Waste Framework Directive: food waste reduction sidelined while Council agrees to textile reforms

The Council of the EU has favoured the treatment of textile waste in its position on the Waste Framework Directive, while breaking its promise to reduce food waste, the environmental network Zero Waste Europe says.

This marks another milestone in the file’s legislative process to hold textile producers accountable to the ‘polluter pays’ principle.

The Council’s green light to introduce Extended Producer Responsibility (EPR) for textiles across the EU was long overdue. However, the text lacks crucial provisions, including concrete waste prevention and management targets. The meagre clause to allow setting reduction targets after 2028 is insufficient given the vast quantity of textile waste generated.

Theresa Mörsen, Waste & Resources Policy Officer at Zero Waste Europe, states: “During the negotiations, a few Member States had the good sense to openly voice their intentions to end fast fashion. Honouring the long-established polluter pays principle means addressing the root cause of the waste crisis we’re in. We are delighted to see that the Council recognises a brand’s business strategy as a factor in fee contributions and looks at quantities and the extrinsic durability of products. This will make it easier to hold apparel giants accountable and work towards more sufficient business models. But it is unacceptable that the Presidency proposed extending the transposition period from 18 to 24 months. This extension means valuable time is lost, effectively giving polluters a free ride.”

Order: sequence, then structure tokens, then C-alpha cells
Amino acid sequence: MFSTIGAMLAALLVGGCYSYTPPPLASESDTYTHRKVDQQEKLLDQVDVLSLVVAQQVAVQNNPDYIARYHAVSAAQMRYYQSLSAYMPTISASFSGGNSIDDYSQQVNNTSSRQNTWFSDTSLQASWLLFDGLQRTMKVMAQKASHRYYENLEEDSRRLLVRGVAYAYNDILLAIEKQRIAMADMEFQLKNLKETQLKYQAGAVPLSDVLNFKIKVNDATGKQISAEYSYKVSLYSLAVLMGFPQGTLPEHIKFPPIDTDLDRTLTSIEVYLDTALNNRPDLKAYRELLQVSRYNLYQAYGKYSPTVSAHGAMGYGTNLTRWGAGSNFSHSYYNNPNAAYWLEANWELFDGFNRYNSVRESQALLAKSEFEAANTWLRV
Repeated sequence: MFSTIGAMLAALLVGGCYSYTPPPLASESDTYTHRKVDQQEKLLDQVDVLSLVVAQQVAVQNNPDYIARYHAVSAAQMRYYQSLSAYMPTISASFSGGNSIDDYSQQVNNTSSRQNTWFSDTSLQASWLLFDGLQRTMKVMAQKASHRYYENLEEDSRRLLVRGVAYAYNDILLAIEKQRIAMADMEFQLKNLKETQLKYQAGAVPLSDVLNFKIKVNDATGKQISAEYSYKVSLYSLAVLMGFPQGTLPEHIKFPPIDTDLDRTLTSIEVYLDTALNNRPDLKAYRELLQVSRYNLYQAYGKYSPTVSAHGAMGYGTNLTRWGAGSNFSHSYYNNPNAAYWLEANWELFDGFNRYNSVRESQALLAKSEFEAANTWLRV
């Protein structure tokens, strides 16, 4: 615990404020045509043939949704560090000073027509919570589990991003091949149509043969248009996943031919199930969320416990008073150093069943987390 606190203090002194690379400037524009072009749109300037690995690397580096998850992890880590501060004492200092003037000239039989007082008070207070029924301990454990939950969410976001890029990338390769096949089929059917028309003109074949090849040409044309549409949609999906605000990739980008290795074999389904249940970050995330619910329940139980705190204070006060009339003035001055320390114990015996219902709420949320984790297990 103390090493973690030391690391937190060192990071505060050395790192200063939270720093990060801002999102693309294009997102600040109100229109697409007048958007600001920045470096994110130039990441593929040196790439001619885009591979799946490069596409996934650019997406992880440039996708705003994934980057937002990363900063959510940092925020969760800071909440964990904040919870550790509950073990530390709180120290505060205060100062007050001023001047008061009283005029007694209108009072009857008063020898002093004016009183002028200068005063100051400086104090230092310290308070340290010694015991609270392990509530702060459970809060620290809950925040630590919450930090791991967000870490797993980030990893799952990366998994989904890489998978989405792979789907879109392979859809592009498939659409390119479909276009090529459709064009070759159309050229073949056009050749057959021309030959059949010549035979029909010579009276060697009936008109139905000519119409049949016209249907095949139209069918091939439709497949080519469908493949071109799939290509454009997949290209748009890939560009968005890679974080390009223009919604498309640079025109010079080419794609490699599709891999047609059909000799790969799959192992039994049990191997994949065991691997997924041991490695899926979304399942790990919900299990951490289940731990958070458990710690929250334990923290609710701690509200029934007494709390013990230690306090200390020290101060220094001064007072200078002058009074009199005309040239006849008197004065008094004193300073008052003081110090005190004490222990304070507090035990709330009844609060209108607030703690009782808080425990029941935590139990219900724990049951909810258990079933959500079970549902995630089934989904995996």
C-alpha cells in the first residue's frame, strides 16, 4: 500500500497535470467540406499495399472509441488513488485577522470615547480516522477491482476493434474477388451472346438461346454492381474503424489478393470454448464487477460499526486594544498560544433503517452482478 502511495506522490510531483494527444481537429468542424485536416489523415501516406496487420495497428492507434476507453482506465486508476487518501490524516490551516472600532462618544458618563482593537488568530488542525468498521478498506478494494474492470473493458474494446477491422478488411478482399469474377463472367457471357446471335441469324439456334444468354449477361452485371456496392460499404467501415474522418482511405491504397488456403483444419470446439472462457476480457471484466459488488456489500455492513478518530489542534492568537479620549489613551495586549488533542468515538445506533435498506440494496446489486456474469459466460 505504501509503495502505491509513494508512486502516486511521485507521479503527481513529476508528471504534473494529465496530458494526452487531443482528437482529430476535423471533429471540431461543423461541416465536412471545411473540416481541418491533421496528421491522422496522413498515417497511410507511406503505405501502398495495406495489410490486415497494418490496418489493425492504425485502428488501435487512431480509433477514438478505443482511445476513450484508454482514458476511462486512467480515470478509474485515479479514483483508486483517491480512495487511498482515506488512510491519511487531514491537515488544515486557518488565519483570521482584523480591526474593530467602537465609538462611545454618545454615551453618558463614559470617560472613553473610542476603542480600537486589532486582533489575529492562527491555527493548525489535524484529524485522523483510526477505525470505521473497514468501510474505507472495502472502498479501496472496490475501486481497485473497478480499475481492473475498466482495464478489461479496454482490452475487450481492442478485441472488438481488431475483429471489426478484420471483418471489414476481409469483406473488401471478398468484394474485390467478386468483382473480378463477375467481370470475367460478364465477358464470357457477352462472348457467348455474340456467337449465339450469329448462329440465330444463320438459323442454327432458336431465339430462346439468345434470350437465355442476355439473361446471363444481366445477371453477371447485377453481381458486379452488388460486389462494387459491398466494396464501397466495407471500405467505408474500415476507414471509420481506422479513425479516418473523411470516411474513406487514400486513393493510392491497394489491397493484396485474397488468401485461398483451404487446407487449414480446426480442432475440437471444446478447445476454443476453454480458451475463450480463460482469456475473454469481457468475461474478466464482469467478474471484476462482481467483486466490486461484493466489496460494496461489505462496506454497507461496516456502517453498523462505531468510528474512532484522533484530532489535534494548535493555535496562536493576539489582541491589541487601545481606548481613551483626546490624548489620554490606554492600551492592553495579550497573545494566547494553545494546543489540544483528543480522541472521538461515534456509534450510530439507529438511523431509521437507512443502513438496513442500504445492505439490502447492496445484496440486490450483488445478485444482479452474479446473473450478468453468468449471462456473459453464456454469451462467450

Meanwhile, Member States agreed to maintain the food waste reduction targets for 2030, as proposed by the Commission. The text includes a review clause for the targets, set for 2027, yet this would be far too late to change course. Sustainable Development Goal 12.3, which requires a 50% reduction, will most likely be missed unless Member States put in a substantial effort at the national level. Similarly, the potential legislative proposal for a target for food waste and losses in primary production, scheduled for the end of 2027, is considerably delayed. This is significant because Eurostat already measures those losses.

“I sincerely have to question the commitment of many Member States today to act decisively on climate change,” Mörsen continues. “Not acting on food waste reduction contradicts the UN Sustainable Development Goals. The European Scientific Advisory Board on Climate Change has only recently warned against the huge impact food waste has on climate change.”

Finally, the text allows Member States to require textile producers to cover the costs of textile waste that ends up in mixed municipal waste.

Janek Vähk, Zero Pollution Policy Manager at Zero Waste Europe, states: “ The adopted text is vague and contradictory. The costs associated with extracting textiles from mixed waste, and then recycling them, must be covered by EPR fees in all states. This is crucial, as the Joint Research Centre published a study showing that 78% of post-consumer textile waste isn’t separately collected and ends up incinerated or landfilled. This mismanagement harms the environment, causes excessive greenhouse gas emissions, water use, pollution, and unnecessary land use. The Council failed to address this, while the Parliament’s position is much stronger in this respect as it urges Member States to implement waste sorting systems for all municipal mixed waste.”

Zero Waste Europe urges EU Member States to align with the position taken by the European Parliament in the forthcoming negotiations. Moreover, the environmental network calls for a more substantial review to become a priority during the new European mandate.


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